Santiago to Finisterre/Muxía

Finisterre (Fisterra in Galician) was both the end of the known world until Columbus altered things and the final destination of many of the pilgrims who made the journey to Santiago in past centuries.  There are various explanations as to how this continuation came about (one such is that is was based on a pre-Christian route to the pagan temple of Ara Solis in Finisterre, erected to honour the sun) but is it also known that a pilgrim infrastructure existed, with “hospitals” in Cée, Corcubión, Finisterre itself and elsewhere.  Pilgrims in past centuries also continued northwards up the coast to the Santuario de Nuestra Señora de la Barca in Muxía, 29km north of the “end of the world” itself.

The new bridge, alongside the stepping stones, at Lires

The new bridge, alongside the stepping stones, at Lires

The Route.  Starts from the Cathedral in Santiago and leads in a fairly straight line through the mountains via Negreira, Cée and Corcubión to the port of Finisterre and then on to the lighthouse (89km).  It is possible to walk this in three (long, tiring) days but four are preferred, with an extra day for the (recommended) extension to Muxía. From Finisterre pilgrims can continue directly north to Muxía (29km) or, alternatively, go there directly after leaving Hospital (also 29km) and then walk south to Finisterre. The long-awaited bridge over the Río Castro at Lires is now open, alongside the former, mainly submerged stepping stones, so that the long, 4km detour to cross the river in bad weather is now unnecessary.

Waymarking.  Some yellow arrows, as on the Camino francés, but also waymarked throughout with concrete milestones bearing the blue and yellow stylised Council of Europe ceramic star, whose rays normally indicate the direction to be taken.  Many of these also show the distance remaining to the lighthouse in Finisterre, others to the Santuario (by the edge of the sea) in Muxía.  The waymarks leading the pilgrim from Santiago to Finisterre and from Hospital to Muxía are in one direction only while the route from Finisterre to Muxía (and back) is waymarked in both directions (though without indicating any distances).

Terrain.  Undulating and with many ups and downs.  Much of the route is shady, passing through eucalyptus and other woods.  Many of the paths are old walled lanes and woodland tracks though in the last two of three years many of the older well-used forest paths in the earlier sections of the route have now been tarred.  The continuation to Muxía by either route is (at present) much quieter.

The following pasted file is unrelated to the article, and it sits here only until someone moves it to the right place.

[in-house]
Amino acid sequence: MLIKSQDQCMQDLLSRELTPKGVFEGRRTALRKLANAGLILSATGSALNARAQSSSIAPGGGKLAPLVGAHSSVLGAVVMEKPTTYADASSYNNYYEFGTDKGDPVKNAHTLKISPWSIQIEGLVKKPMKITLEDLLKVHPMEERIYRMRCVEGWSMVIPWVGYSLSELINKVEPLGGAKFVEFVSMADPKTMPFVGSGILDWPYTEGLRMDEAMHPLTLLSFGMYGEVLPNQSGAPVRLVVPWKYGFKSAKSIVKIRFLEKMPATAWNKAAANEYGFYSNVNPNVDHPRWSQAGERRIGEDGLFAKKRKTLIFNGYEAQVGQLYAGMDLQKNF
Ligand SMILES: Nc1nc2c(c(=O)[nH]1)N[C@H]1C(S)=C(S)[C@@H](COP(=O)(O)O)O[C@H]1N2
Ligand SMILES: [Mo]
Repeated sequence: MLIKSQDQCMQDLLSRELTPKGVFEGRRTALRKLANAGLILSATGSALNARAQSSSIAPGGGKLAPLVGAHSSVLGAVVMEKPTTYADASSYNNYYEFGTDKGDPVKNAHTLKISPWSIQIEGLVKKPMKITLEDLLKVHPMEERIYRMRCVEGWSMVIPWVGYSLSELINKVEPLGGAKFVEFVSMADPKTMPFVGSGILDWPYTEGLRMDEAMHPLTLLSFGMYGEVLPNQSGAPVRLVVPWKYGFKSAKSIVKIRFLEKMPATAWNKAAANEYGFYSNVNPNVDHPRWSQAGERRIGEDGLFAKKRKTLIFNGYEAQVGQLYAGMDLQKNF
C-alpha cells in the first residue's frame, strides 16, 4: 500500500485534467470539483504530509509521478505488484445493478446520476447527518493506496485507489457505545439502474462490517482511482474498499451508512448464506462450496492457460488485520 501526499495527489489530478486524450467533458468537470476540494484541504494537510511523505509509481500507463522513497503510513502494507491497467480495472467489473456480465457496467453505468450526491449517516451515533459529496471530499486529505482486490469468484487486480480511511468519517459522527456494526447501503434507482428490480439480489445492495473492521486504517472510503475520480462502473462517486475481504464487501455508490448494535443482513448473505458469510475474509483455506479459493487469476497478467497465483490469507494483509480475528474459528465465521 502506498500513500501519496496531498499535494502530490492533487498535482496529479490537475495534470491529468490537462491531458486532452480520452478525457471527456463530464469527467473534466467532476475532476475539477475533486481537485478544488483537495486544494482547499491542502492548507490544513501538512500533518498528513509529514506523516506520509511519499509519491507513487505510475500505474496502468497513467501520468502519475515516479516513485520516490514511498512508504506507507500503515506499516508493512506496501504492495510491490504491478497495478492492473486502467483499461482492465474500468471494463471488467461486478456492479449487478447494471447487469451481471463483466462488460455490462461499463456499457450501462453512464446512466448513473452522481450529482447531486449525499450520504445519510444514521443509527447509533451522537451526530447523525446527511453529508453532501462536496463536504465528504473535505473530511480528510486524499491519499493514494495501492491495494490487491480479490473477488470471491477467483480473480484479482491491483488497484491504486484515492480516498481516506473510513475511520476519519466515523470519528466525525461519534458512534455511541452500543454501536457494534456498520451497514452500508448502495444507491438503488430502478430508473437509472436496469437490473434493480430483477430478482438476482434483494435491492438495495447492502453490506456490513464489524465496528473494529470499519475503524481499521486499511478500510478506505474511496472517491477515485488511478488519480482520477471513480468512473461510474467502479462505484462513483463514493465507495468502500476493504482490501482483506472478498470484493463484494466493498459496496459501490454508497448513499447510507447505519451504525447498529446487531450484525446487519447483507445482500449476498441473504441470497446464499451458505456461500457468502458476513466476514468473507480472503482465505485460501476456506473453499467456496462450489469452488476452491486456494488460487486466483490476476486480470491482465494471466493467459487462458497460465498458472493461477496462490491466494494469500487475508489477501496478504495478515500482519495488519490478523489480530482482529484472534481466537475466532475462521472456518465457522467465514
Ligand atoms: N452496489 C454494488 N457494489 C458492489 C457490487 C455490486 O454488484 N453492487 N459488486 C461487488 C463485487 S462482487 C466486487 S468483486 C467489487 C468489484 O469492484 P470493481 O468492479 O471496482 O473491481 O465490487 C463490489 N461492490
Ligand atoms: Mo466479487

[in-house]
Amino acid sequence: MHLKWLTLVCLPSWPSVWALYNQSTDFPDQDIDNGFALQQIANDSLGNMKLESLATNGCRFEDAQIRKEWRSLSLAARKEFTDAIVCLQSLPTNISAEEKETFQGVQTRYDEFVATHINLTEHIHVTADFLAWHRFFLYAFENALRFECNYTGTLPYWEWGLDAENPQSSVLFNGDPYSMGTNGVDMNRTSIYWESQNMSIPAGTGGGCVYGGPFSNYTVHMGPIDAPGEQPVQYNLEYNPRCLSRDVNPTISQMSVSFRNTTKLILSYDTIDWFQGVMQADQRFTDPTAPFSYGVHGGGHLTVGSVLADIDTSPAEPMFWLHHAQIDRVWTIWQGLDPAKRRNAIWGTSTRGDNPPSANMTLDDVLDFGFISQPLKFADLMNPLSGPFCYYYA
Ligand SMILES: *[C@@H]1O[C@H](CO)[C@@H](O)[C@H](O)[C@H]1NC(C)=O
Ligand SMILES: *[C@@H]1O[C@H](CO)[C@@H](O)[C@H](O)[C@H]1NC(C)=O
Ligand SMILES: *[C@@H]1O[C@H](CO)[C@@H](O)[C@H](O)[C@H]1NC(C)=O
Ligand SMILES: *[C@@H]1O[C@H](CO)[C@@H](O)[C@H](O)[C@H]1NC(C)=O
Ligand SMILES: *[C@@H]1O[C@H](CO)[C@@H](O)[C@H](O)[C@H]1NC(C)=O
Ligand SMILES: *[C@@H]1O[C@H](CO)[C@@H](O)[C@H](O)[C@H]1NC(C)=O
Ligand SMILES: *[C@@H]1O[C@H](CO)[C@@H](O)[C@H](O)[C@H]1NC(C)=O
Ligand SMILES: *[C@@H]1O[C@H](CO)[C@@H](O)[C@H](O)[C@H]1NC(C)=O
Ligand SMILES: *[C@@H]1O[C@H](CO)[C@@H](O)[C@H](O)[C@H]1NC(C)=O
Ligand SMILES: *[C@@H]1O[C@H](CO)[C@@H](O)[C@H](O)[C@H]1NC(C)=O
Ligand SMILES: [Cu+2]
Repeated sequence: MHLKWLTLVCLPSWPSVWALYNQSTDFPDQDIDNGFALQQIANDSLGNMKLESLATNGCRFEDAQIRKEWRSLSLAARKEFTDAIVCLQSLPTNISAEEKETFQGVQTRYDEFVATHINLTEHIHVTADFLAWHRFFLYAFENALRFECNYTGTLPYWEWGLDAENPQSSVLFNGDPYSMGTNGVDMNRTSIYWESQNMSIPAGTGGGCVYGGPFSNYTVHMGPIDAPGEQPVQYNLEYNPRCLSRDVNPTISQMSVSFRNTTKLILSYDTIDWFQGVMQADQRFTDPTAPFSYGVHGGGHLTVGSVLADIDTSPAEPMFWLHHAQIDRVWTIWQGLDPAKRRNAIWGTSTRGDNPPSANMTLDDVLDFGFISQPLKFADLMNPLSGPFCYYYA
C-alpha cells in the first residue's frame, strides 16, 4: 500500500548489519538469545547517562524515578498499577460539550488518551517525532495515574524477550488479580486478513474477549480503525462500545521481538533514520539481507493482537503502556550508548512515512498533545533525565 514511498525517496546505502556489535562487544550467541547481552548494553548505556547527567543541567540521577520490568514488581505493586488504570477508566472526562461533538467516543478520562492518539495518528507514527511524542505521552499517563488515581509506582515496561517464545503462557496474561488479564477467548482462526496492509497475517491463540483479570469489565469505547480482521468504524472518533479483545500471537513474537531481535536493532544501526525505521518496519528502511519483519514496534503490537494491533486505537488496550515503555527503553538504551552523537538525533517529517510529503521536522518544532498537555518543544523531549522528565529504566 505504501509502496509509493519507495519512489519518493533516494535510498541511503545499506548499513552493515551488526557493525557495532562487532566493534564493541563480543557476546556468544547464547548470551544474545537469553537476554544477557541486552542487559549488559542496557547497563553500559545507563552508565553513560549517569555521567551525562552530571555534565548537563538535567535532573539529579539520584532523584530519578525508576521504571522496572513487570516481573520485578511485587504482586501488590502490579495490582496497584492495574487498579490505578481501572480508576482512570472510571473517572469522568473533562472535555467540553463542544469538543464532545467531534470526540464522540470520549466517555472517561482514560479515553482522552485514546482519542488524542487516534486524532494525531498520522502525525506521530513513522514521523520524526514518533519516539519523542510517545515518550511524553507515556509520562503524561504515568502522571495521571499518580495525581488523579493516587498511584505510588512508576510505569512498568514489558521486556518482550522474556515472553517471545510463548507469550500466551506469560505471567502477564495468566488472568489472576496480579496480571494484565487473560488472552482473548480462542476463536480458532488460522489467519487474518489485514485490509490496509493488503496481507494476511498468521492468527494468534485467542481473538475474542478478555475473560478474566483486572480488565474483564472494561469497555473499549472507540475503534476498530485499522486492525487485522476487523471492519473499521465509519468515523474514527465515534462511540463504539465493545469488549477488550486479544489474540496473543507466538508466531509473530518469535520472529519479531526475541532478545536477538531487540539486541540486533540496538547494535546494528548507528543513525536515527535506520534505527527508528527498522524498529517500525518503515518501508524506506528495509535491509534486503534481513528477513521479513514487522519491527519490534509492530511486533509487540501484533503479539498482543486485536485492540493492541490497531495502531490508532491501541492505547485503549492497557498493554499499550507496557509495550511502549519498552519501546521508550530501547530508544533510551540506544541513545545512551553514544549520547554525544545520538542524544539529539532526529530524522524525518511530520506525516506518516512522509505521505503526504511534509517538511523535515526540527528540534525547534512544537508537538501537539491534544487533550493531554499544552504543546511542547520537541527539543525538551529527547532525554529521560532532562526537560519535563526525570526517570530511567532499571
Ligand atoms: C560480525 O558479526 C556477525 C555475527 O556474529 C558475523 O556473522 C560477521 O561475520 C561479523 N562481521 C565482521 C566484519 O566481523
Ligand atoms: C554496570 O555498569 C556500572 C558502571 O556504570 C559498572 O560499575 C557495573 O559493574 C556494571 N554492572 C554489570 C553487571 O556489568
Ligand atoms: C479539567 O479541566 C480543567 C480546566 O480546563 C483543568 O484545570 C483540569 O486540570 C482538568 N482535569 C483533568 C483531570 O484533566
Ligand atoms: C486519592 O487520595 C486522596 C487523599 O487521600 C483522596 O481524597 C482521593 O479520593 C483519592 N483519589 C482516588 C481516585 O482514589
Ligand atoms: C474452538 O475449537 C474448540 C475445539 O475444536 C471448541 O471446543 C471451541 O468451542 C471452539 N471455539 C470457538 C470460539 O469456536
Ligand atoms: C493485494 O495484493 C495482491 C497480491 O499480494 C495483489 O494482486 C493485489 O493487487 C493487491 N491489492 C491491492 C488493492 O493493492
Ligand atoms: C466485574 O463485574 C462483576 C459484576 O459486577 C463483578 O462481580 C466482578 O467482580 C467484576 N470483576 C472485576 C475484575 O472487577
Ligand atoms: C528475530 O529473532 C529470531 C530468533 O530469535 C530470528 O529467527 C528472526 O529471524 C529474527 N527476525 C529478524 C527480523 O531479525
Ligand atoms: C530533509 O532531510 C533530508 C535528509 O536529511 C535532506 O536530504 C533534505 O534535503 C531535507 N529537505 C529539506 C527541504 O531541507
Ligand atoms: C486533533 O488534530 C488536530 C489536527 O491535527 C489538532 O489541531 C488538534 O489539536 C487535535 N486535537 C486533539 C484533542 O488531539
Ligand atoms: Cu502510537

Weather/When to go.  The route is practicable (through not necessarily recommended) thoughout the year.  As it rains a great deal in Galicia no particular season is best in this respect but from May to September pilgrims have the advantage of long hours of daylight.

What to see.  Something of the real Galicia, away from the big towns.  A number of interestng small churches, pazos (large Galician country houses), hórreos (raised granaries), old bridges, cruceiros (wayside crosses), examples of typical vernacular architecture and various pilgrim, St. James and St. Roch references.

Accommodation.  Refugios in Negreira, Olveiroa, Corcubión, and Finisterre itself and Muxía.   Pilgrims can also sleep in the old school in Vilaserio and the sports hall in Cée.  There is hostal accommodation in Negreira, Cée, Corcubión, Finisterre and Muxía.  All of these places except Vilaserio also have regular bus services to Santiago every day.

Distinctive features of the route/General.  Very peaceful route and very different from the  crowded route prior to Santiago.  Only a very small proportion of all those who make the journey to the “City of the Apostle” continue on to the “end of the world” but with improvements in the waymarking and the availability of pilgrim accommodation the numbers are increasing each year.

Guide books:

  • A Pilgrim’s Guide to the Camino Fisterra, a Practical and Mystical manual for the Modern Day Pilgrim, by John Brierley, Camino Guides (imprint of Findhorn Press) 2014, 96pp. ISBN: 1-84409-535-3 Route finding information, colour maps. acommodation and sevices, some historical material.  Available in our Shop.
  • Finisterre, by Alison Raju (Pilgrim Guides to Spain # 3), Confraternity of St James, 2009.  ISBN: 978-1-906364-06-9  Route finding description, historical material and guide to accommodation and services, updated regularly. This is available as:

    Any available updates for this guide can be found on our CSJ Guides and Updates page.

  • Camino de Fistera-Muxía, booklet in the Caminos de Santiago in Galicia series published (in English as well as Castilian and gallego) by the Xunta de Galicia.  Historical material but only very brief route-finding information.

Please note that various guides to the Camino francés also cover the route to Finisterre, if you are walking the Camino francés it is worth checking to see if your guide extends to Finisterre.

Discussion Forum. Visit the Camino de Santiago Forum to join in the current conversation.

Fisterrana.  A certificate offered to those who have walked the route from Santiago, available from the refuge in Finisterre.  A similar

Pictures. The picture pages of the Camino gives stage-by-stage picture pages of the route to Finisterre and Muxia.

Thanks to AR, 2011; MM 2014

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